The other person was the late Phil Hull. His was in the community category and you could say Mariposa Arts Theatre wouldn’t be what it is today without his efforts.

I think not having more nominees in those categories isn’t a bad thing because both individuals stand apart from the rest of us and they did it without being in the spotlight. It’s hard to even be noticed when you just quietly do what you do without saying, “Look at me.”

In the achievement category, William Bell was enjoying his second nomination and Evelyn Pollock was the competition. He was enjoying it even more when he was announced the winner, or maybe his grandkids who were there were enjoying it more. It was hard to tell.

Bell is the author of 14 internationally sold young-adult books and Pollock is the chair of the Orillia Fine Arts Association, which has made great strides in membership base and visibility in the community under her leadership.

While each of the winners was expectedly happy and had great things to say on acceptance (Joanna Rolland, Hull’s wife, was brief, but touching), I thought Pollock captured the spirit of the award with her speech about all the winners and everybody who makes life in Orillia so interesting.

On to next year.

Rants! Raves!! Info? Write John at watchthisproductions@encode.com.

SWARTZ'S SHORTS

• Wow, is it March break already? The Orillia Opera House has a film series running all next week. Showtimes are 1 p.m. and the series starts with Slow Moe on Monday, followed by No More Baths, Return to the Secret Garden, Jumping for Joy and The Velveteen Rabbit on each successive day. Tickets are $5, but they’re free for kids younger than three. All the films are being shown in partnership with Feature Films for Families.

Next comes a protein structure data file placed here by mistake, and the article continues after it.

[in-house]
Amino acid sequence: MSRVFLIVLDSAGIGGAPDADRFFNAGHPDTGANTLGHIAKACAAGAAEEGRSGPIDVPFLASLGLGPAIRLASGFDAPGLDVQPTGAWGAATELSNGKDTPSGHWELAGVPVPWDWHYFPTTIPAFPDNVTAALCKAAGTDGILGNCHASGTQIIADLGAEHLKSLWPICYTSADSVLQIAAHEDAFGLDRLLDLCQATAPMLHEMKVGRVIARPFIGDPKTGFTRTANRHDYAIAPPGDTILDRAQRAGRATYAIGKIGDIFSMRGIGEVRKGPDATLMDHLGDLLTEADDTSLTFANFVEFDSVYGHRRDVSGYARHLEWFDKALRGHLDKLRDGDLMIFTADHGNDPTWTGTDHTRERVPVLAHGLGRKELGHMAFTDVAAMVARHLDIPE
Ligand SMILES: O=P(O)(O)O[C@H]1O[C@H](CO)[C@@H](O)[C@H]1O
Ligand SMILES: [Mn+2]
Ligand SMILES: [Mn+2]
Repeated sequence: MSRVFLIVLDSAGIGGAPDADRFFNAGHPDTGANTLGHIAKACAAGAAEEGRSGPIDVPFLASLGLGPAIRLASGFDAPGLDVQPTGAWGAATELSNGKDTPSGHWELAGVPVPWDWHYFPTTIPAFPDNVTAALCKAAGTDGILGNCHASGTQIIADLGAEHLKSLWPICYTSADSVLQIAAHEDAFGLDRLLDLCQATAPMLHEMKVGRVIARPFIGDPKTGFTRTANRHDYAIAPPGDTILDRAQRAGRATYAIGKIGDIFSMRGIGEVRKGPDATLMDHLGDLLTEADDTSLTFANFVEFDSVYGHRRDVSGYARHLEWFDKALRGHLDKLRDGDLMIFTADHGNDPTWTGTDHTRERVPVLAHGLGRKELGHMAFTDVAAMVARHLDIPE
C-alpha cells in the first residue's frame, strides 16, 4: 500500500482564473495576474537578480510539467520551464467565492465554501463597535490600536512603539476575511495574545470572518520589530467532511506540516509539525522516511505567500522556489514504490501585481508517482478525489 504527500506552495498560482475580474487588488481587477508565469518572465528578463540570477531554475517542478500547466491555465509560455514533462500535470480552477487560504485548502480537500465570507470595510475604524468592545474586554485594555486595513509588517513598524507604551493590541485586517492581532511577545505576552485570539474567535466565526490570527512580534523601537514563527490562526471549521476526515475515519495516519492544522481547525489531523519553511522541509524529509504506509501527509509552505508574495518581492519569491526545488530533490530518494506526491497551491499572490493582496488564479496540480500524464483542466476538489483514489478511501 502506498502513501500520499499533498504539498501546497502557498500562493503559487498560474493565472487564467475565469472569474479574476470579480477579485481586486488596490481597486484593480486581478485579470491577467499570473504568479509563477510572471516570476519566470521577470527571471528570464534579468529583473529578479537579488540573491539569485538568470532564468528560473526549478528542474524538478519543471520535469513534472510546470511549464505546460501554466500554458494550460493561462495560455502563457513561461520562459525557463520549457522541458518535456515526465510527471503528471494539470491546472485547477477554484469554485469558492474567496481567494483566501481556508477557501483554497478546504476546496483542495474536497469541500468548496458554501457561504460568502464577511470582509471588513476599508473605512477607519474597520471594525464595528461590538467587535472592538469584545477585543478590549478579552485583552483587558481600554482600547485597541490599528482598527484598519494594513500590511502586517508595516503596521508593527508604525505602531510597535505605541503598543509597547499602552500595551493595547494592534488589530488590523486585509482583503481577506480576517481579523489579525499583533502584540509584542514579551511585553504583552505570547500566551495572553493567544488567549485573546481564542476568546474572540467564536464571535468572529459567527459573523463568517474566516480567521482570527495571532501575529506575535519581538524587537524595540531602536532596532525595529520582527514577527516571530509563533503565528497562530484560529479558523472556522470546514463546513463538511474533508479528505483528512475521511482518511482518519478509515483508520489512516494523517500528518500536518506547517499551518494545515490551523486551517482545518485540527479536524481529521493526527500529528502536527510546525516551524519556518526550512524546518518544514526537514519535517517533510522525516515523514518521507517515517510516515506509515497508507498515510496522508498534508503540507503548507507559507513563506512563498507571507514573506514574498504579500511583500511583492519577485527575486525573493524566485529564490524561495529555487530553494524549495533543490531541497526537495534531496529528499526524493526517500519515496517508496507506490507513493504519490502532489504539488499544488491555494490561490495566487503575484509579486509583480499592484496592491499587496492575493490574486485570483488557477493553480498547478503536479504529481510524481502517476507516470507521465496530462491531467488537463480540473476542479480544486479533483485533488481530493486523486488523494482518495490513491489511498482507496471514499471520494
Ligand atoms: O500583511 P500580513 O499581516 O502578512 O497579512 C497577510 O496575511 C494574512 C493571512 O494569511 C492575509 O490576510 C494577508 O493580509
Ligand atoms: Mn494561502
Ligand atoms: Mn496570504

• The Orillia Silver Band will hold its spring concert March 23 at Bethel Baptist Church at 7:30 p.m. Guests are Curtis Metcalf and a guitar ensemble from Kashechewan First Nation. Tickets are $15 at the door.

• April 13 at 7 p.m. at the TIE Club, Jim Harris, Little Otter, Meredith Warboys, Chris Thompson, Bryan Sutton, Aaron Mangoff, Jake Thompson, Bob Hawkins, Ron Hill, Albert Greer and Brian Clappison are playing a benefit concert for Maggie McArthy. McArthy has special needs and can be seen helping out as a volunteer at a number of events in town, mainly at the Orillia Farmers’ Market and her church. She has had a lifelong dream to meet Mickey Mouse, so the money raised by her friends will go toward sending her to Disney World. Tickets are $15 and you can get them at Flowers By June or The Donut Line.

• The Orillia Little Big Band is playing a dinner/dance fundraiser for the Orillia Wind Ensemble March 23 at the Aladdin Banquet Hall. I haven’t heard from this band in a long time, so it’s nice to see they are still around. Get your tickets, $20, by calling 705-689-6370. The fun starts at 6:30 p.m.

• Coming up: Steph Dunn plays Thursday night at Sixteen Front; Dave Hinschberger is in Friday; Liz Hurtubise Anderson is in Saturday. Taylor Abram is at Era 67 Friday; Dave Chun is in Saturday. The Brownstone has The Socials in Friday night; Saturday is Space Jams, the second annual Couchiching Community Initiative Fundraiser with local musicians doing space-themed music; March 11, Rabid Dog City, Dismount Westmount and Ravenscode play. Zephyr Gallery has Visual Sensations up now. The Cellar Singers do Where the Pines and Maples Grow March 23 at St. James’ Anglican Church; get tickets at the Orillia Opera House box office. Congrats to the guys in Adrenechrome, who received a short but positive review of their new CD, Hideous Appetites, in one of the most important heavy-metal mags, Metal Hammer.